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Angela E Taylor, Brian Keevil, and Ilpo T Huhtaniemi


The recent onslaught of mass spectrometry (MS) to measurements of steroid hormones, including demands that they should be the only acceptable method, has confused clinicians and scientists who have relied for more than 40 years on a variety of immunoassay (IA) methods in steroid hormone measurements. There is little doubt that MS methods with their superior specificity will be the future method of choice in many clinical and research applications of steroid hormone measurement. However, the majority of steroid measurements are currently, and will continue to be, carried out using various types of IAs for several reasons, including their technical ease, cost and availability of commercial reagents. Speedy replacement of all IAs with MS is an unrealistic and unnecessary goal, because the availability of MS measurements is limited by cost, need of expensive equipment, technical demands and lack of commercial applications. Furthermore, IAs have multiple well-known advantages that vindicate their continuing use. The purpose of this article is to elucidate the advantages and limitations of the MS and IA techniques from two angles, i.e. promotion of MS and defence of IA. The purpose of the text is to give the reader an unbiased view about the current state and future trends of steroid analysis and to help him/her choose the correct assay method to serve his/her diagnostic and research needs.

Open access

Irina Bancos, Jon Hazeldine, Vasileios Chortis, Peter Hampson, Angela E Taylor, Janet M Lord, and Wiebke Arlt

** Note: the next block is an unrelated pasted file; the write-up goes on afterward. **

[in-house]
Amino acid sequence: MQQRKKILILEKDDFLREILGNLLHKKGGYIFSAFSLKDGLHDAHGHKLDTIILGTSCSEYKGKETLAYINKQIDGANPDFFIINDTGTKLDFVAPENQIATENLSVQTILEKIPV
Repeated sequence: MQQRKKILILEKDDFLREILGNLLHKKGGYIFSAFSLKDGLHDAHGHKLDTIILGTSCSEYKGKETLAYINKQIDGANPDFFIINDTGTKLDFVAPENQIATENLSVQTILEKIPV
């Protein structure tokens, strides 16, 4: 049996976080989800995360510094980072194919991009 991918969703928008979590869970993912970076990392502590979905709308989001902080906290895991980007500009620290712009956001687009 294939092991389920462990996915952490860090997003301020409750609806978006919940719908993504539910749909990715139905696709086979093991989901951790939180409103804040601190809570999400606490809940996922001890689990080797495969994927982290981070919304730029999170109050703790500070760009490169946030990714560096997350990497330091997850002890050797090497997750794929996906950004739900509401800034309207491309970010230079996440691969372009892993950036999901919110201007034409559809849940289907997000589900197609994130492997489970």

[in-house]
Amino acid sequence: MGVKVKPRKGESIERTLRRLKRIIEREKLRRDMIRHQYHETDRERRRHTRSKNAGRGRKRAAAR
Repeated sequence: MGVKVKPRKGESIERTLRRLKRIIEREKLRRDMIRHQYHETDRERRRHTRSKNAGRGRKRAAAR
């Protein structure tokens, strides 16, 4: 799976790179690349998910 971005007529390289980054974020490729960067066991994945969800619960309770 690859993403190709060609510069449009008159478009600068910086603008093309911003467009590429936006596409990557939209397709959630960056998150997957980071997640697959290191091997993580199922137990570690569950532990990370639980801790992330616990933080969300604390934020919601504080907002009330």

Open access

Irina Bancos, Jon Hazeldine, Vasileios Chortis, Peter Hampson, Angela E Taylor, Janet M Lord, and Wiebke Arlt


Mortality in patients with primary adrenal insufficiency (PAI) is significantly increased, with respiratory infections as a major cause of death. Moreover, patients with PAI report an increased rate of non-fatal infections. Neutrophils and natural killer (NK) cells are innate immune cells that provide frontline protection against invading pathogens. Thus, we compared the function and phenotype of NK cells and neutrophils isolated from PAI patients and healthy controls to ascertain whether altered innate immune responses could be a contributory factor for the increased susceptibility of PAI patients to infection.

Design and methods

We undertook a cross-sectional study of 42 patients with PAI due to autoimmune adrenalitis (n = 37) or bilateral adrenalectomy (n = 5) and 58 sex- and age-matched controls. A comprehensive screen of innate immune function, consisting of measurements of neutrophil phagocytosis, reactive oxygen species production, NK cell cytotoxicity (NKCC) and NK cell surface receptor expression, was performed on all subjects.


Neutrophil function did not differ between PAI and controls. However, NKCC was significantly reduced in PAI (12.0 ± 1.5% vs 21.1 ± 2.6%, P < 0.0001). Phenotypically, the percentage of NK cells expressing the activating receptors NKG2D and NKp46 was significantly lower in PAI, as was the surface density of NKG2D (all P < 0.0001). Intracellular granzyme B expression was significantly increased in NK cells from PAI patients (P < 0.01).


Adrenal insufficiency is associated with significantly decreased NKCC, thereby potentially compromising early recognition and elimination of virally infected cells. This potential impairment in anti-viral immune defense may contribute to the increased rate of respiratory infections and ultimately mortality in PAI.

Open access

Lina Schiffer, Alicia Bossey, Punith Kempegowda, Angela E Taylor, Ildem Akerman, Dagmar Scheel-Toellner, Karl-Heinz Storbeck, and Wiebke Arlt